Smart Talk

Smart Talk is a daily, live, interactive program featuring conversations with newsmakers and experts in a variety of fields and exploring a wide range of issues and ideas, including the economy, politics, health care, education, culture, and the environment.  Smart Talk airs live every week day at 9 a.m. on WITF’s 89.5 and 93.3.

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Host: Scott LaMar

State of the Bay

Written by Rich Copeland - Producer, Smart Talk | Jan 11, 2017 3:00 AM
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The Chesapeake Bay Foundation (CBF) recently released their 2016 report card assessing the state of the bay.  The Foundation is committed to preserving the Bay through pollution reduction, protection and rehabilitation of the habitats and encouraging sustainable fish management.

The CBF gave the Bay a C-, an improvement over 2014's D+.  CBF President William Baker is pleased with the improvement, but concedes it is "a grade that is far from acceptable."  Oxygen levels have increased though levels of toxins have stagnated withut reduction.  The Maryland Blue Crab population improved though oyster numbers have decreased.

The quality of the Bay also impacts the Chesapeake Watershed, a network of above and below ground waterways that feed the water table extending from the bay into Western Virginia and Southern New York.


Harry Campbell / Will Baker

Will Baker will join Smart Talk with Harry Campbell, Executive Director of the Chesapeake Bay Foundation's Pennsylvania Office.  They will discuss the positives and negatives of the report, discuss the impact on the regional economy and the water safety for those living within the watershed.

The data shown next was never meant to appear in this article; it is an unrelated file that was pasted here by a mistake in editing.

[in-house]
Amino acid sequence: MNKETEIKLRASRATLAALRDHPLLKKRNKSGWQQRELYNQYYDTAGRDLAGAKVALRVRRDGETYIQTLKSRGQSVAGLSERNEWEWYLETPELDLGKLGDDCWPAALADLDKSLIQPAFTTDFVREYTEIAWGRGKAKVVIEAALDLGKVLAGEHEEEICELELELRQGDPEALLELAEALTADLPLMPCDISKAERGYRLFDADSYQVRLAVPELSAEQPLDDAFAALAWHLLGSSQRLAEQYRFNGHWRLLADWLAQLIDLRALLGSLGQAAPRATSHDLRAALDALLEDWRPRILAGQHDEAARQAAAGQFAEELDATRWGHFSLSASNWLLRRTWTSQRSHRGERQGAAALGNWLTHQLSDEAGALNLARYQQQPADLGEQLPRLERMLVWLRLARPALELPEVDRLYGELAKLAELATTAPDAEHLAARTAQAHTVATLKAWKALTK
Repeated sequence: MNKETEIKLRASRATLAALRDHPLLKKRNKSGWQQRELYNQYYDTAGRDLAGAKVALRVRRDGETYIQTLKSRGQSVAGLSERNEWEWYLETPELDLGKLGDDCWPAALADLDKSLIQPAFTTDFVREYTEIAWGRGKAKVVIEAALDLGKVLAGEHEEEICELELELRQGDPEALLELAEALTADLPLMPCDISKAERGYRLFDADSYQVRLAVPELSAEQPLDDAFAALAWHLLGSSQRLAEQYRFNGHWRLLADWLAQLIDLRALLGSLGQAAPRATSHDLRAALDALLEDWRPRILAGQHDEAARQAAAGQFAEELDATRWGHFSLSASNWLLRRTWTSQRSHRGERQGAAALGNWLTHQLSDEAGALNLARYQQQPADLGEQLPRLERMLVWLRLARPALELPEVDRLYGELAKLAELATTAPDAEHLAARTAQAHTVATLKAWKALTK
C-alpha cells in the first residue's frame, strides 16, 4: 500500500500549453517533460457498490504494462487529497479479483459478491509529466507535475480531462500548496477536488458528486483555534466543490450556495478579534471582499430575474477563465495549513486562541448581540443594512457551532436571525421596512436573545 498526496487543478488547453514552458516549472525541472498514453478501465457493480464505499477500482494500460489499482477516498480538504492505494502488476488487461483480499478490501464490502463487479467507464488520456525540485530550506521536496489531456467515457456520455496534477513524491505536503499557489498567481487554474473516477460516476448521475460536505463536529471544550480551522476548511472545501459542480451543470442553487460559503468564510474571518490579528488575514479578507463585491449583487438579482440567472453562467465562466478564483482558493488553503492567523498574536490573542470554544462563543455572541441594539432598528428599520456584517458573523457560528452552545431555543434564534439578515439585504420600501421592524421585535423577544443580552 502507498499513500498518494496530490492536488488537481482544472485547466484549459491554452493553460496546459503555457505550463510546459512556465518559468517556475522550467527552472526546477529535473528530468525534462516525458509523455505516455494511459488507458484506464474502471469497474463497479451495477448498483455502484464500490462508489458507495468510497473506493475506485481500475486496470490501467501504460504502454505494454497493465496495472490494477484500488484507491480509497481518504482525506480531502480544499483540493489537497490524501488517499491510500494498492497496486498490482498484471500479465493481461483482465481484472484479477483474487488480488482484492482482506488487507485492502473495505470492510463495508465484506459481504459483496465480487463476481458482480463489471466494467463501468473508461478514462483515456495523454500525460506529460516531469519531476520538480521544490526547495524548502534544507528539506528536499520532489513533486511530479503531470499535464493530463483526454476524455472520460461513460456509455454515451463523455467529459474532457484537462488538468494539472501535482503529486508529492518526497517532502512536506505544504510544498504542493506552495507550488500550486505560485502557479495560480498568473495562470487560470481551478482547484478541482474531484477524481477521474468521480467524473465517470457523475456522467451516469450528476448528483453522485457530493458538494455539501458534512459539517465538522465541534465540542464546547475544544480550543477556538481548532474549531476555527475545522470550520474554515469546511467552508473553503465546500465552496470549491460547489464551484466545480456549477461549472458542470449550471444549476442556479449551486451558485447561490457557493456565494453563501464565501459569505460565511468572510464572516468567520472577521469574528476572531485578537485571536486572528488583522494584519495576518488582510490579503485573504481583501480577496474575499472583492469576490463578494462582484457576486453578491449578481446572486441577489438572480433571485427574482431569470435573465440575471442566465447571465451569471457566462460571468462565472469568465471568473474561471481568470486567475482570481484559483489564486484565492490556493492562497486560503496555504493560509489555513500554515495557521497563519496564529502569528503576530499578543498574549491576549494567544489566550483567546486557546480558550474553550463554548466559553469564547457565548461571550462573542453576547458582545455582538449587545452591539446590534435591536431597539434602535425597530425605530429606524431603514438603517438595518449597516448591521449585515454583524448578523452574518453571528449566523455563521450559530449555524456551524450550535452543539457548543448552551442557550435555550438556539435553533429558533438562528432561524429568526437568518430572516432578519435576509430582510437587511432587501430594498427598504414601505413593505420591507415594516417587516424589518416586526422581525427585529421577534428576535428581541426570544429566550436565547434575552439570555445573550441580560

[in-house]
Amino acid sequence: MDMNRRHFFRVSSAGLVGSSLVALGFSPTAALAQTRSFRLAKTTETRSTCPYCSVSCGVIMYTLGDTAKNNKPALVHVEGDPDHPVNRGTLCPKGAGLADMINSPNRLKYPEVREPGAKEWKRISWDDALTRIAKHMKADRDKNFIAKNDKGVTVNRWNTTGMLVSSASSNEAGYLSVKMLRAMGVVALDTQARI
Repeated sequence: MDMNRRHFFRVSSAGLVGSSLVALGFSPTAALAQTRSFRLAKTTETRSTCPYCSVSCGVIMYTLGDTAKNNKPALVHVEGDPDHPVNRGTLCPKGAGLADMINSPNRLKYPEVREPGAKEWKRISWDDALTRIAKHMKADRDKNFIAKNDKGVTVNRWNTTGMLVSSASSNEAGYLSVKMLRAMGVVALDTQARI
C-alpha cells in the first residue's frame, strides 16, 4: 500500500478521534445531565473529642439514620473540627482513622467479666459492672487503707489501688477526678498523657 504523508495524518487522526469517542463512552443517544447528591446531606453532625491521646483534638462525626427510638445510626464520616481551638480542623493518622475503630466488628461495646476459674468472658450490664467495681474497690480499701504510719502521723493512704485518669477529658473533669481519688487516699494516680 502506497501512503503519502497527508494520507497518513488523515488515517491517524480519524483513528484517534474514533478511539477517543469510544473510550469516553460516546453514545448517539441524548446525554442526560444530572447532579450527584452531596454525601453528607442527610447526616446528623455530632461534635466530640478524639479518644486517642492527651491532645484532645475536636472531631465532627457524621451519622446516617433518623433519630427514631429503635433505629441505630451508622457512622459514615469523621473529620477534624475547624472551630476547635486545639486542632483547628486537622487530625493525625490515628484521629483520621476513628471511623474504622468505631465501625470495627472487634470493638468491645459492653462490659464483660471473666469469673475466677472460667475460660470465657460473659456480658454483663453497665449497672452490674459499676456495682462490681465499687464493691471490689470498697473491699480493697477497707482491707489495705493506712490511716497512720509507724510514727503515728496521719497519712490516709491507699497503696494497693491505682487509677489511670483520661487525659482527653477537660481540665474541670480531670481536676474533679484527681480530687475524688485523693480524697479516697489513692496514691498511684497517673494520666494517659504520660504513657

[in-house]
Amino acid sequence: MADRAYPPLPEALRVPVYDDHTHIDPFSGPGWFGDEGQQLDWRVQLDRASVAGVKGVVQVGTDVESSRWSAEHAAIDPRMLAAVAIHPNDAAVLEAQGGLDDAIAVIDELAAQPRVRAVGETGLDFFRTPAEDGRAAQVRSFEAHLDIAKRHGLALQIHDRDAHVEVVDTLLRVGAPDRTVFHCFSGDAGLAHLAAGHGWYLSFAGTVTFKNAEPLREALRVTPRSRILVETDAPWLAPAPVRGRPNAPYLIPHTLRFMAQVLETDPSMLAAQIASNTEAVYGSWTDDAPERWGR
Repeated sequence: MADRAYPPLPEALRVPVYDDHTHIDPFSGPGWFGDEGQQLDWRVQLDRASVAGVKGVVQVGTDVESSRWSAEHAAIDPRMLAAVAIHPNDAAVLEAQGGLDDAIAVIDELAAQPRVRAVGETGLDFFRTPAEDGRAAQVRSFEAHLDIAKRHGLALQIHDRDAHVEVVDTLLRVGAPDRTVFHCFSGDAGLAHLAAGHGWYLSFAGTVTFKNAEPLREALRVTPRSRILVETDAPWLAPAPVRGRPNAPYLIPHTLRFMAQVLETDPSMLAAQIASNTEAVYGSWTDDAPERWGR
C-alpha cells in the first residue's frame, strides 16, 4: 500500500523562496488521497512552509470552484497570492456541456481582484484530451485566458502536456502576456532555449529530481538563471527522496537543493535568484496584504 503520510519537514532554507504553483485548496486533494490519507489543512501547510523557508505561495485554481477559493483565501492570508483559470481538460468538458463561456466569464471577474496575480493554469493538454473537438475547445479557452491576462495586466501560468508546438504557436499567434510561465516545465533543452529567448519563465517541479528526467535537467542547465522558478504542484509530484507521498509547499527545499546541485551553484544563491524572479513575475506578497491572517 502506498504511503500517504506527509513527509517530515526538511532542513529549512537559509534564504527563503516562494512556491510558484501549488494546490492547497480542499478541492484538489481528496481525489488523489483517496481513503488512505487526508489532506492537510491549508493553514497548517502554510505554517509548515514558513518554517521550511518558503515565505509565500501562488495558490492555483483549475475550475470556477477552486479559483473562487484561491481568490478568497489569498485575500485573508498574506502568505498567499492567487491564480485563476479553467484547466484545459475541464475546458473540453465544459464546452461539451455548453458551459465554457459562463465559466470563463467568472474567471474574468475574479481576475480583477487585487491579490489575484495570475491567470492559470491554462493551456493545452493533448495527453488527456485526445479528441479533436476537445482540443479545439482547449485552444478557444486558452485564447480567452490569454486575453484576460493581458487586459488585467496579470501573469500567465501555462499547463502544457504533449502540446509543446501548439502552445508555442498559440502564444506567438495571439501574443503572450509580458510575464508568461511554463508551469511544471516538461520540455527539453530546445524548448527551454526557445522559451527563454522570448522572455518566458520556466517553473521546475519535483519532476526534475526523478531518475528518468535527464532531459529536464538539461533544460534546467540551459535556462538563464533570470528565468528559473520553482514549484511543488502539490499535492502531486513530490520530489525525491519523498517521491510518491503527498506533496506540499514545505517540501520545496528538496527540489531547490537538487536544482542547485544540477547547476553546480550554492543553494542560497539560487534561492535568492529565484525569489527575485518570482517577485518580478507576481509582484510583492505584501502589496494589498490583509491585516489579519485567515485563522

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The Susquehanna River meets the Chesapeake Bay at Havre de Grace Maryland./Photo by Scott LaMar/WITF.


-  After seeing that the zebra mussel invasion has cleaned up the saint larence river I feel that the inevitable invasion of the susquehanna will be a benifit to both the river and the bay.  Please explain why it's not mentioned.                          -  Bradlee

-  could your guests please address the health of the Susquehanna and how it impacts the bay?  And what steps are we taking to improve the health of the Susquehanna?     - Mark

-  I live in Lancaster county which still has many active farms. My question is:

  1. How does the 'dirty gray" water that farms pay to have trucked out of farms get treated and where is it treated, say in the Manheim area?
  2. How is treated water used or returned to earth?                    - Jack, Lancaster

-  In and around 2005 I've watched a PBS report on the Bay pointing out and with a video -residential,commercial and agricultural development directly on the shores of the Bay and in clear violation of a setback of natural growth to prevent "any" type of run off.

Anyone can just Google Earth and see these violations.

I'm all for the clean up of the Bay here in Pennsylvania,but what about these on site problems.          - David

-  Both yesterday and today it keeps being mentioned that Pennsylvania farmers are doing improvements on their own without getting credit.  I believe this is probably tied to only crediting those farmers who are taking advantage of government subsidies to make these improvements.  The Plain community does not believe in, nor will they take, government subsidies.  They may be slow to adopt some of these measures, but for those who do, they will not be on the radar because of not accepting the subsidies.     - Lisa

-  While the conversation is on PA waterways and run off.

But what is the  impact of global warming as well?

Has there been any benefits to the bay from any federal ,environmental laws?

And is their any controversy with the incoming president that can harm our bay?           - David


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